0370 270 6000

Gaynor v Blackpool Football Club Limited, Oldham County Court

7 June 2002
The issues

Indemnity costs – Part 36 Offer – Civil Procedure Rules Part 44

The facts

Claimant succeeded at trial with no finding of contributory negligence. Claimant had made 2 Part 36 Offers, the first to accept 100% liability on the part of the Defendant and the second 75% liability on the part of the Defendant. The Claimant sought indemnity costs under Part 36 failing which indemnity costs under Part 44 on the basis it was unreasonable for the Defendant to continue to defend the action.

The decision

1. Claimant had not succeeded in beating its first 100% offer. He had not achieved a Judgment which was for more than or more advantageous to him than that offer.

2. He was not entitled to rely under Part 36 until expiry of the period for acceptance of the second offer.

3. This was a case where competing cases rested on conflicting evidence. That those issues would be resolved in favour of the Claimant was not inevitable. This was not a case where indemnity costs under Part 44 were appropriate.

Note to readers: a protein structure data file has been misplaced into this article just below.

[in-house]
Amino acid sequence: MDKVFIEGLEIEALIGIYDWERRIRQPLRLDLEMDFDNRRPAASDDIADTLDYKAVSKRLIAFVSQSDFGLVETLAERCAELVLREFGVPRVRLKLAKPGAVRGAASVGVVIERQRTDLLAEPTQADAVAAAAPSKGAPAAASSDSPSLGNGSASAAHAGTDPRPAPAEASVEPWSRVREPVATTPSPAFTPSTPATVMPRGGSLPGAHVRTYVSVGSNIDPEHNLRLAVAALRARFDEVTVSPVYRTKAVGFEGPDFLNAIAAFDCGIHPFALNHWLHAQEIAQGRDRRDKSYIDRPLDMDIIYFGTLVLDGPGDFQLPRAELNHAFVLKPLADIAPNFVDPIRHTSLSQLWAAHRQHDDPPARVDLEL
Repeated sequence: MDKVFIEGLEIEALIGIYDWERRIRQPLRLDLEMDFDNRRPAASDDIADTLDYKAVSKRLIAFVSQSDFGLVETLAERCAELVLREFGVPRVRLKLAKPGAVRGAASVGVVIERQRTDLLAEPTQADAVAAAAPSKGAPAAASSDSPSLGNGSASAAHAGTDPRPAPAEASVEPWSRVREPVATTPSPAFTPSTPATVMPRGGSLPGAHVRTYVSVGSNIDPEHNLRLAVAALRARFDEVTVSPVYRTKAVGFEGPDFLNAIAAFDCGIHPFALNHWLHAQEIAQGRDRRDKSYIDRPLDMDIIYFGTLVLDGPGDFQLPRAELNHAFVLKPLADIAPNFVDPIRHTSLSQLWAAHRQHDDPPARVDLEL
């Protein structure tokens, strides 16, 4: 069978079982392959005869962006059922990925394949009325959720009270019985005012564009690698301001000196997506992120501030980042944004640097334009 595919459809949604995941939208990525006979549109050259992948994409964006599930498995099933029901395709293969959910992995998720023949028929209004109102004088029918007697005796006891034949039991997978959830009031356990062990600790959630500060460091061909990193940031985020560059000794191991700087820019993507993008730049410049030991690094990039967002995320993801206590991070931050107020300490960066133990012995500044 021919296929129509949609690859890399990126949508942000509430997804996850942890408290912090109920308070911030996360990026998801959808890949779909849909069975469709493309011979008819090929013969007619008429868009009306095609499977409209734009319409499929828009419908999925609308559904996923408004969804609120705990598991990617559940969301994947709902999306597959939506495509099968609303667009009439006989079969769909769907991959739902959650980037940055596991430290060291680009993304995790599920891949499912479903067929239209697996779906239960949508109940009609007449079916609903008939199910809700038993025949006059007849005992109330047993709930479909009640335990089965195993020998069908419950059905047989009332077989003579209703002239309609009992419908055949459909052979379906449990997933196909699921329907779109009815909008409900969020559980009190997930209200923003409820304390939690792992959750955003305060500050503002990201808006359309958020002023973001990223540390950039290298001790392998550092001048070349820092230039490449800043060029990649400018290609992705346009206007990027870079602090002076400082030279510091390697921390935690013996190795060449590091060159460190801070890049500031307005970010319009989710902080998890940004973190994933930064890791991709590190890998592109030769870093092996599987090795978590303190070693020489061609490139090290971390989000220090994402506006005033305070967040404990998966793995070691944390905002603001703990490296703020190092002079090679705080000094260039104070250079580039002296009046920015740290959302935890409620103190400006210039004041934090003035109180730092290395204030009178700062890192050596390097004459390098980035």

Focus on...

Legal updates

Court of Appeal confirms exclusive English jurisdiction clause in excess liability policies in Canadian pipeline dispute

On 10 June 2022 the Court of Appeal upheld an anti-suit injunction granted in favour of insurers by Mr Justice Jacobs in September 2021 restraining proceedings from being brought in Canada and enforcing the exclusive English jurisdiction clause in excess liability policies.



Payment Fraud landscape shaped by technology in 2021

Payment systems across Europe are under increased pressure to mitigate fraud risks and defend against persistent attacks from enablers using ever more sophisticated and malicious viruses and malware.


Legal updates

Gosden and another v Halliwell Landau and another [2021] EWHC 159 (Comm)

This claim addressed the question, of when the date for assessment of damages in cases of negligence should be determined and shows that when appropriate the Courts will depart from the default position.


Legal updates

Assessing the scope of employers liability – Chell v Tarmac

These were the opening remarks of Mr Justice Martin Spencer when handing down his Judgment in the recent case of Andrew Chell v Tarmac Cement and Lime Limited [2020] EWHC 2613, the latest in a series of appeals dealing with the scope of vicarious liability.


The content on this page is provided for the purposes of general interest and information. It contains only brief summaries of aspects of the subject matter and does not provide comprehensive statements of the law. It does not constitute legal advice and does not provide a substitute for it.

Mailing list sign up

Select which mailings you would like to receive from us.

Sign up